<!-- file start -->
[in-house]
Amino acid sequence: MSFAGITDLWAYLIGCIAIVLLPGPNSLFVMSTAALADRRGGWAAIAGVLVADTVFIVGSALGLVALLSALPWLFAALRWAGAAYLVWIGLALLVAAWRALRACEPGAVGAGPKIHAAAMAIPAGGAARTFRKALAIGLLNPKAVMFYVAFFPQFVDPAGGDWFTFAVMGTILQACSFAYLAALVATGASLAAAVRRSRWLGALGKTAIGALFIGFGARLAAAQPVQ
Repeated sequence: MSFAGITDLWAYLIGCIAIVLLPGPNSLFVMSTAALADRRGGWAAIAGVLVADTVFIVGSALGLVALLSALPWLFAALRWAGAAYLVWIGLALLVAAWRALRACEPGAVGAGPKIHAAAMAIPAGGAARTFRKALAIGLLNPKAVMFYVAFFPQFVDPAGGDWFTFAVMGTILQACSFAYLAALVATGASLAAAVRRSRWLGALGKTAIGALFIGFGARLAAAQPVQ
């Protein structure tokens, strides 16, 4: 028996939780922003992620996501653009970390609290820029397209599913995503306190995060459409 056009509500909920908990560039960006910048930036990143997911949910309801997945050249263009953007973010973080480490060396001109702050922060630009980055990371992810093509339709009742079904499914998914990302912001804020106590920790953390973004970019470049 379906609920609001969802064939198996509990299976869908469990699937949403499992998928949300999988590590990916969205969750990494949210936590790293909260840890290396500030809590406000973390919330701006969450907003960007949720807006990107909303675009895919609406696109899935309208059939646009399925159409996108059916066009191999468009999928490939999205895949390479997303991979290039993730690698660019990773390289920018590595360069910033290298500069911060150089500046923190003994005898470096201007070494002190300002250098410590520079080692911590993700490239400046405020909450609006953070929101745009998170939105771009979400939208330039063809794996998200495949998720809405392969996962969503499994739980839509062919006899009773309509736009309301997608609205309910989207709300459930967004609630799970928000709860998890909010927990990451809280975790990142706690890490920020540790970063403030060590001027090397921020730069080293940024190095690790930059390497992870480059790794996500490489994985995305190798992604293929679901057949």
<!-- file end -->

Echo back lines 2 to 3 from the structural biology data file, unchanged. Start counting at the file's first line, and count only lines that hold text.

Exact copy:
Amino acid sequence: MSFAGITDLWAYLIGCIAIVLLPGPNSLFVMSTAALADRRGGWAAIAGVLVADTVFIVGSALGLVALLSALPWLFAALRWAGAAYLVWIGLALLVAAWRALRACEPGAVGAGPKIHAAAMAIPAGGAARTFRKALAIGLLNPKAVMFYVAFFPQFVDPAGGDWFTFAVMGTILQACSFAYLAALVATGASLAAAVRRSRWLGALGKTAIGALFIGFGARLAAAQPVQ
Repeated sequence: MSFAGITDLWAYLIGCIAIVLLPGPNSLFVMSTAALADRRGGWAAIAGVLVADTVFIVGSALGLVALLSALPWLFAALRWAGAAYLVWIGLALLVAAWRALRACEPGAVGAGPKIHAAAMAIPAGGAARTFRKALAIGLLNPKAVMFYVAFFPQFVDPAGGDWFTFAVMGTILQACSFAYLAALVATGASLAAAVRRSRWLGALGKTAIGALFIGFGARLAAAQPVQ